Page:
The piston 9 has a top portion 26 with preferably spherical surface facing the retainer ring 4 and is provided with a recess 11 along its surface facing away from the retainer ring 4 to define with the bearing body 8 a pressure chamber 14. Connecting the pressure chamber 14 with the lubricant gap 20 is a connection or supply channel 15 or 15' which is arranged at an eccentric location with respect to the center line 21. As will be explained hereinafter, in the present embodiment, the adapter segment 3 is provided with the channel 15 at the left-hand side. It is however, also possible to arrange a channel at the right-hand side as indicated by dot-dash line 15'.
FIG. 3 illustrates the graph of the hydrodynamic pressure in the lubricant gap 20 along its length L.
Accordingly, the hydrodynamic pressure increases from the initial area of the lubricant gap 20 to a maximum value at about the center 21 of the plain surface 7' and then drops again at the end area of the gap 20. Considering the gradient of the hydrodynamic pressure, the channel 15 is advantageously arranged in the zone of the pressure drop or alternatingly as channel 15' in the zone of the pressure build-up of the lubricant gap 20 when defining the rotation of the shaft 1 in direction of arrow 18.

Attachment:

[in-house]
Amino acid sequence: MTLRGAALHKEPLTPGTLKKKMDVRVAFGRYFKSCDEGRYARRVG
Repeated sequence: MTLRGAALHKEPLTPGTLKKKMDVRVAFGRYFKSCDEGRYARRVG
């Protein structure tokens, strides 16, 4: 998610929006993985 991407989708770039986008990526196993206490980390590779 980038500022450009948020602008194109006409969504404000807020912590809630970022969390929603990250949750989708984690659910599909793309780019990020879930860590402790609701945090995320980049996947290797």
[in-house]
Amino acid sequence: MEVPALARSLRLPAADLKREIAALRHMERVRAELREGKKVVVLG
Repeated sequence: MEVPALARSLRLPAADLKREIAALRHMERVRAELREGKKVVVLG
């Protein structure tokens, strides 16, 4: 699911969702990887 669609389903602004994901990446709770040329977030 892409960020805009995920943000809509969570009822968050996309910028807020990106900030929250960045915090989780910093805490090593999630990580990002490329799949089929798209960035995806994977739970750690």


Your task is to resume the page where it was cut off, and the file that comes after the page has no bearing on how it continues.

Although the position of the channel 15 or 15' is certainly dependent on the respective geometry of the lubricant gap 20, on the dimension of the stressing piston 9 and on the requisite width of the gap 20, it is preferred to provide the channel 15 or 15' at a distance 23 or 23' from the center 21 of at least 10% maximal 40% of the entire length of the plain surface 7'. For example, as illustrated in FIGS. 2 and 3, the distance 23 to the center 21 (corresponding to 50% of the gap length L) amounts to 32% as the channel 15 is located at about 82% of the length L thus rendering its eccentricity at 32% off-center because 82% minus 50% equals 32%. The channel 15 thus extends in the area of high pressure drop.
In case, it is desired to arrange the channel in the area of pressure build-up as indicated at the right-hand side of FIGS. 2 and 3, the distance 23' of channel 15' is about 34% off center 21 and is thus arranged at 16% of the length L of gap 20.